How to Buy a Persian Rug – Making the Right Choice

People who are familiar with my work, both as a textile designer and as a painter, know that I have a great love for Oriental rugs. They are my passion, my muse, an immutable influence in my work. That’s why sharing what I know with you about how to buy a Persian rug, is so much fun for me, and I hope it’ll help you to make just the right decision.

Jute Rug | M&S

First, let’s discuss what an Oriental rug is. The term Oriental rug refers to handmade rugs from the continent of Asia, which includes Turkey, Iran (Persia), Afghanistan, Pakistan, India, China, Nepal, Mongolia, Uzbekistan, and Kirgizistan.

A Persian rug is an Oriental rug, but not all Oriental rugs are Persian. Throughout history, Persia has been considered the carpet weaving center of the world. It has been considered to be “the leader” for thousands of years. Until recently, most of the Oriental rugs sold in the United States were from Persia (Iran). People generally assumed that Persian rugs were the finest in the world. If one owned an Oriental rug woven in Iran. it was considered to be of superlative quality. The truth is that while there are Iranian rugs of superb quality, there are also others which range from mediocre to poor. So, in advising you as to how to buy a Persian rug, rule #1 is to deal only with a reputable dealer. Stay far away from “Going Out of Business” sales. Also avoid traveling auctions. They are usually outlets for rejected goods. It is advisable to deal with m and s rugs direct importers of handmade rugs.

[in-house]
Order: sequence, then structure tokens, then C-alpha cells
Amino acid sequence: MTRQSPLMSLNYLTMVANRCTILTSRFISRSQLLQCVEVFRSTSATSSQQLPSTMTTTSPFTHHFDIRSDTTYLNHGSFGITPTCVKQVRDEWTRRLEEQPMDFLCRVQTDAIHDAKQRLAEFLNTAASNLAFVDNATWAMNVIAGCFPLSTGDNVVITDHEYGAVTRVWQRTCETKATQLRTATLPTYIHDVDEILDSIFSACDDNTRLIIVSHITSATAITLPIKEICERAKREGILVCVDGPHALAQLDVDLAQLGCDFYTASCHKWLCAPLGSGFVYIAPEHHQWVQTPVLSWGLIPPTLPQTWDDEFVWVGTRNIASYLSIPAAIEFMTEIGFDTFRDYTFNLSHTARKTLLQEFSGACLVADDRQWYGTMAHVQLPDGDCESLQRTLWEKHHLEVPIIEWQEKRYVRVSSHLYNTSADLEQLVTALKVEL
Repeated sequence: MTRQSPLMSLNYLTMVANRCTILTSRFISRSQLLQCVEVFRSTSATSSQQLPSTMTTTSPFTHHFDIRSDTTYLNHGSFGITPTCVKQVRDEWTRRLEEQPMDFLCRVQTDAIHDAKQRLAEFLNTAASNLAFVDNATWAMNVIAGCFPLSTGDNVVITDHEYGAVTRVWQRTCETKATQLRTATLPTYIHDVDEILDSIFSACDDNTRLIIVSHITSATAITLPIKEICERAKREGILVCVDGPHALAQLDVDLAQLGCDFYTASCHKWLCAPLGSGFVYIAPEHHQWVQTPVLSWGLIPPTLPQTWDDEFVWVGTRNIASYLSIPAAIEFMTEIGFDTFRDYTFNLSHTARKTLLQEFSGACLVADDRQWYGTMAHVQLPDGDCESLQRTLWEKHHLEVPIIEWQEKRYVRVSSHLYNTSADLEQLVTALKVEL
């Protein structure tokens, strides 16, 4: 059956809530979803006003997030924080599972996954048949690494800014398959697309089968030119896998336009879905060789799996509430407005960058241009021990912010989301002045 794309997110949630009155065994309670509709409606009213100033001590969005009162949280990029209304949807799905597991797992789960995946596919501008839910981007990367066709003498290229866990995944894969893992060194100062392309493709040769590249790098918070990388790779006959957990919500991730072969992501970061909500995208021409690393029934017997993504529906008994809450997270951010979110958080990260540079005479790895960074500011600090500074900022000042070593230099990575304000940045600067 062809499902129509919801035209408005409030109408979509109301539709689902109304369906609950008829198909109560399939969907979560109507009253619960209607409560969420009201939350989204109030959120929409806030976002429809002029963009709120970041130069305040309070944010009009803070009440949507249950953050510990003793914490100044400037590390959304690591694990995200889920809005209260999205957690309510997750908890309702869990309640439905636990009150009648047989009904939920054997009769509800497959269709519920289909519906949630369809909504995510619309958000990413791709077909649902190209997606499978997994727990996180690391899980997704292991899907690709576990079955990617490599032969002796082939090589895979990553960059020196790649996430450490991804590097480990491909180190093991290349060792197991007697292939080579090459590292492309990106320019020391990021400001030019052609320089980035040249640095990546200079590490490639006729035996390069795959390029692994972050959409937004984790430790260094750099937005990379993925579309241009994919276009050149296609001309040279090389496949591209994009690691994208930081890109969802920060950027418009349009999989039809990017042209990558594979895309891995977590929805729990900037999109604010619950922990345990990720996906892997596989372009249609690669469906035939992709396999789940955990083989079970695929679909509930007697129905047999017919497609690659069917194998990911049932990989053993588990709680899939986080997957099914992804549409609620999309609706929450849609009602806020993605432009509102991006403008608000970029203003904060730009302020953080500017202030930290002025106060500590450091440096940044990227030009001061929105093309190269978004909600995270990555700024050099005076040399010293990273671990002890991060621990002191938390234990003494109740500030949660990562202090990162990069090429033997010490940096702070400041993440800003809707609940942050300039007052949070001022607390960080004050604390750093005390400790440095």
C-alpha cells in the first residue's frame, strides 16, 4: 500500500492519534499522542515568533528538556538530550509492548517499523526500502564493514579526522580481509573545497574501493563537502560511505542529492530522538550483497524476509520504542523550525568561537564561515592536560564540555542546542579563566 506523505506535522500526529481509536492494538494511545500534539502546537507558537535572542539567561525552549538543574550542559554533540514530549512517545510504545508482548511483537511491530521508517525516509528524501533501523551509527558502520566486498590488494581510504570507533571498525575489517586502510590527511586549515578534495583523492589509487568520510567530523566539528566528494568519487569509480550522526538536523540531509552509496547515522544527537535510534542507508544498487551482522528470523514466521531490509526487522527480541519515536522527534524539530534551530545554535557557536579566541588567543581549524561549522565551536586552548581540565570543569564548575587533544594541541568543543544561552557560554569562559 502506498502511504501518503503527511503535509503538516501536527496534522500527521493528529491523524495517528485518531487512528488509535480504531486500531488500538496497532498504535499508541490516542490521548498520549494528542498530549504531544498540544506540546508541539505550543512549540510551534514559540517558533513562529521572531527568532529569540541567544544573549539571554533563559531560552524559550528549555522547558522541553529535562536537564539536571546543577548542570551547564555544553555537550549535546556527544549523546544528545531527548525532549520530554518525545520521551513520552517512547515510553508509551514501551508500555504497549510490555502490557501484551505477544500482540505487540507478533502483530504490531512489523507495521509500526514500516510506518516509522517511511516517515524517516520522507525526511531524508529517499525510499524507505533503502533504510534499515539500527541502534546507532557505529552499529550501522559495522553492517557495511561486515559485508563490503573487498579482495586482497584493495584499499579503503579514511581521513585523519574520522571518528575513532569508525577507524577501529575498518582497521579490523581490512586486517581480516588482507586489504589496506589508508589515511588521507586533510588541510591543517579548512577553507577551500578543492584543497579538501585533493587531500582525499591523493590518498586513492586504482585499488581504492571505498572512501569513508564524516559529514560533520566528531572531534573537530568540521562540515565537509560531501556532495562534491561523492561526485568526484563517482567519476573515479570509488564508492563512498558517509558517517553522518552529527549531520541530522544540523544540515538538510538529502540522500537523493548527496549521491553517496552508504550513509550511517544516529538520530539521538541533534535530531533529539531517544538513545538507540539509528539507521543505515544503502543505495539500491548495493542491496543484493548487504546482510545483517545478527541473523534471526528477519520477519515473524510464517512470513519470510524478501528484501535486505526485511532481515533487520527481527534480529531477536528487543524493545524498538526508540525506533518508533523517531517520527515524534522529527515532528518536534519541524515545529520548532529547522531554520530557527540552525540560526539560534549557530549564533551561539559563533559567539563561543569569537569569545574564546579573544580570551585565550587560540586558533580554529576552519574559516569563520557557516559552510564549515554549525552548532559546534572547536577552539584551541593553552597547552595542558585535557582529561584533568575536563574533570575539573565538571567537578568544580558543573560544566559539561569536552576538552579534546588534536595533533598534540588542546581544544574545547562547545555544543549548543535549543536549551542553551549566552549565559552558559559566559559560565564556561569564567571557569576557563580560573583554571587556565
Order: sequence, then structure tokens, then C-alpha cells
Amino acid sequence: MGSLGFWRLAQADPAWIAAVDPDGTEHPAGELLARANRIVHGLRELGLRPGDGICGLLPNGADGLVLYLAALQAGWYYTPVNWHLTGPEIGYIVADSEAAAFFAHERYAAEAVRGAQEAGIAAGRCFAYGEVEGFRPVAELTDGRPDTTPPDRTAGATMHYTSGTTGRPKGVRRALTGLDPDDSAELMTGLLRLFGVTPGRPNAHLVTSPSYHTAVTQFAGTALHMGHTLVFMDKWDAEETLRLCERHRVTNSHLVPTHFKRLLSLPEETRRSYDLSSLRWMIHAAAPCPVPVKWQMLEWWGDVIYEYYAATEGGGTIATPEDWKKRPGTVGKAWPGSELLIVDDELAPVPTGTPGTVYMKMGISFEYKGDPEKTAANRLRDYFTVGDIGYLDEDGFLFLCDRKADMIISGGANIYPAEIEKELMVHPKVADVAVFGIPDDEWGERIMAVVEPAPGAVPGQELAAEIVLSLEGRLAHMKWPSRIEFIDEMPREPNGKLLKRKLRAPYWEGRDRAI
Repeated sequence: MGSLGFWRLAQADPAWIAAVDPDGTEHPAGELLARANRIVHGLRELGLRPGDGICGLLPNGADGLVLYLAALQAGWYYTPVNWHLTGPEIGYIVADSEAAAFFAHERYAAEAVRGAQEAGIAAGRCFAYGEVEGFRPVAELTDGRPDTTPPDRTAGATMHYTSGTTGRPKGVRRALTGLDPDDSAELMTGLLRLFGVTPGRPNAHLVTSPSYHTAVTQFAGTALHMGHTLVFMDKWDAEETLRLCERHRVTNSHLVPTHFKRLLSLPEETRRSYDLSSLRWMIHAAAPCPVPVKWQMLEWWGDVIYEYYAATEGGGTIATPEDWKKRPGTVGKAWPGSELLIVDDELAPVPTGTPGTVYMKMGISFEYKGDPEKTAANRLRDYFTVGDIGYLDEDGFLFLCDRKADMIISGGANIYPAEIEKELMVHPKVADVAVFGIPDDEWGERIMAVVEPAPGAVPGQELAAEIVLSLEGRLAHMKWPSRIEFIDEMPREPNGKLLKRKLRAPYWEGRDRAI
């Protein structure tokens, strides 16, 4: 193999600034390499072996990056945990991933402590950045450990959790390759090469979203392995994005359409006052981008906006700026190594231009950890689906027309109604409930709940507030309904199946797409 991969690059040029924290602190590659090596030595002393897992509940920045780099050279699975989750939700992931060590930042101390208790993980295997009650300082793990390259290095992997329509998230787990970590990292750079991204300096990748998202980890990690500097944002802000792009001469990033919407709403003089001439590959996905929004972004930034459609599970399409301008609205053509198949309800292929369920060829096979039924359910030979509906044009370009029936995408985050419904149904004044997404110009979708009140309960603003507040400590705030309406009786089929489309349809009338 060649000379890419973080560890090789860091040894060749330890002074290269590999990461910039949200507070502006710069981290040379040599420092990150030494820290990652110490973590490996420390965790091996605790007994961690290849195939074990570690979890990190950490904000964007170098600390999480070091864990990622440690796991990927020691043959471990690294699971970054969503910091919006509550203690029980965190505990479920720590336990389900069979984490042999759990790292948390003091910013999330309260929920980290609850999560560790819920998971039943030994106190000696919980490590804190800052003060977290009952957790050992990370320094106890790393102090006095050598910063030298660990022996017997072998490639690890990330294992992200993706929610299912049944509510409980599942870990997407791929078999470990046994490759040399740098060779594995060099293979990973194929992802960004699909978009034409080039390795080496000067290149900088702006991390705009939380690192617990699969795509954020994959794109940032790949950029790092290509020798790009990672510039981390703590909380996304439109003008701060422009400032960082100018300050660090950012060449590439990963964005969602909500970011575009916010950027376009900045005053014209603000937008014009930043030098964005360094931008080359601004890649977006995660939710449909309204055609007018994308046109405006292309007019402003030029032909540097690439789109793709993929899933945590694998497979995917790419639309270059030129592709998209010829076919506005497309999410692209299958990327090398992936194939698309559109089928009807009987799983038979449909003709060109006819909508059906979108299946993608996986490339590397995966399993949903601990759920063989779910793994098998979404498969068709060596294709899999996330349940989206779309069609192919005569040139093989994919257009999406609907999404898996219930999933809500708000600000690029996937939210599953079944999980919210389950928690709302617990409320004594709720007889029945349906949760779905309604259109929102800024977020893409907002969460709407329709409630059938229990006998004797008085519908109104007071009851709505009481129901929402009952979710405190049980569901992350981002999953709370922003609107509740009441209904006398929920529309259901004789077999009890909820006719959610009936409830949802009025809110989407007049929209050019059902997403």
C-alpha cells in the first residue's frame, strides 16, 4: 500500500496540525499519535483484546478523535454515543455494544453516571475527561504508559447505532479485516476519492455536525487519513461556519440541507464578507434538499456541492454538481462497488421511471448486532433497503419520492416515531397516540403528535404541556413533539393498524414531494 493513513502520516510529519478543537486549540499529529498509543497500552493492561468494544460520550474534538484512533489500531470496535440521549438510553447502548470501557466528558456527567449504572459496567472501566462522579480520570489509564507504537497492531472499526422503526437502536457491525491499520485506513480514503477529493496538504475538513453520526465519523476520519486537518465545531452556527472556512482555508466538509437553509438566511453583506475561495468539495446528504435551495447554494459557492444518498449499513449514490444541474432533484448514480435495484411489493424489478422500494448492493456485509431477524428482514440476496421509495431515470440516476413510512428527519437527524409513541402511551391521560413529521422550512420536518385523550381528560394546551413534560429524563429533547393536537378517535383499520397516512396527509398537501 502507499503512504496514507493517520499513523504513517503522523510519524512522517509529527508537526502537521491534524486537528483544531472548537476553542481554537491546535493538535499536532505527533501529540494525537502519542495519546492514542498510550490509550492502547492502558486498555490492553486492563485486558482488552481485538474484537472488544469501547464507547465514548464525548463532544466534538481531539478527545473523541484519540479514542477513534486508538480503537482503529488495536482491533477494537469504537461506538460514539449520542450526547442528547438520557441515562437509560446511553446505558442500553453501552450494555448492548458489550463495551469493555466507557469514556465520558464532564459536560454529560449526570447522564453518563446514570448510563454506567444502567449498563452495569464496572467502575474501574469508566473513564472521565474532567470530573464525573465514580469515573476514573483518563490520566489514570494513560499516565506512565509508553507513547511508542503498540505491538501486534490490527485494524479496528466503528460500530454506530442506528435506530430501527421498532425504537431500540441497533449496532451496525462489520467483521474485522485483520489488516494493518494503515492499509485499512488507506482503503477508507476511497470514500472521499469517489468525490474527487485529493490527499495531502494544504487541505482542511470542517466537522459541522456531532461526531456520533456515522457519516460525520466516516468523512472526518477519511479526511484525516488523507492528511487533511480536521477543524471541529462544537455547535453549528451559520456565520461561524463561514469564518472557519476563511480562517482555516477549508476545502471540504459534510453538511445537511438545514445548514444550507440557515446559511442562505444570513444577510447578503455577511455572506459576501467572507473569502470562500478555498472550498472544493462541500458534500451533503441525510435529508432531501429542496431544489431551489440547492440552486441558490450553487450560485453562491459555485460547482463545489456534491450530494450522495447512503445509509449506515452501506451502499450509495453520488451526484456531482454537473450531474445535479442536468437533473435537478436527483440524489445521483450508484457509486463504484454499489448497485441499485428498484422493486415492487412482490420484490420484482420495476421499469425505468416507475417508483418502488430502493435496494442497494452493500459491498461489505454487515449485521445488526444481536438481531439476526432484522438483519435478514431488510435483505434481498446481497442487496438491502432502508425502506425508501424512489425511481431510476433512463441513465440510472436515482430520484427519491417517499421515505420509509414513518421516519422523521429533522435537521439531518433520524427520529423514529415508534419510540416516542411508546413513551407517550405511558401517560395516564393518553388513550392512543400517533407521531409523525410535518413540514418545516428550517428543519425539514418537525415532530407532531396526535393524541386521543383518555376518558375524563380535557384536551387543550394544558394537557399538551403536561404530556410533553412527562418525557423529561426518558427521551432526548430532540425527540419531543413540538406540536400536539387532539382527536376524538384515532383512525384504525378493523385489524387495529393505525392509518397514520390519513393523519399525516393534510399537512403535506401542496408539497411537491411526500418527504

My second tip on how to buy a Persian rug is, be sure the rug pleases you aesthetically. Do you like the overall “look” of the rug? Do you like the pattern and color? Is the color rich and luminous? Is the pile at an even height, and sheared properly? Is the size appropriate for the area in your home where you want to place the rug? Remember, you are looking at “one of a kind” rugs and some of the dimensions are a little off-beat. They will not necessarily be in standard sizes. like a programmed rug or a machine made rug. Also, bear in mind that authentic hand knotted or woven Oriental rugs are “perfectly imperfect”. The slight inconsistencies are proof that the rug was made by hand, by a human weaver, and not a machine. If the rug is slightly irregular in shape, slightly warped looking, that is also a mark of “made by hand”. Many of the looms that tribal weavers use are wood. Wood reacts to heat, cold and dry or moist air. The loom can warp. Hence, the reason for some of the irregularities. When you deal with art, irregularities just make the art more charming. In other words, if the rug is pleasing to you, these irregularities do not diminish the value of the rug.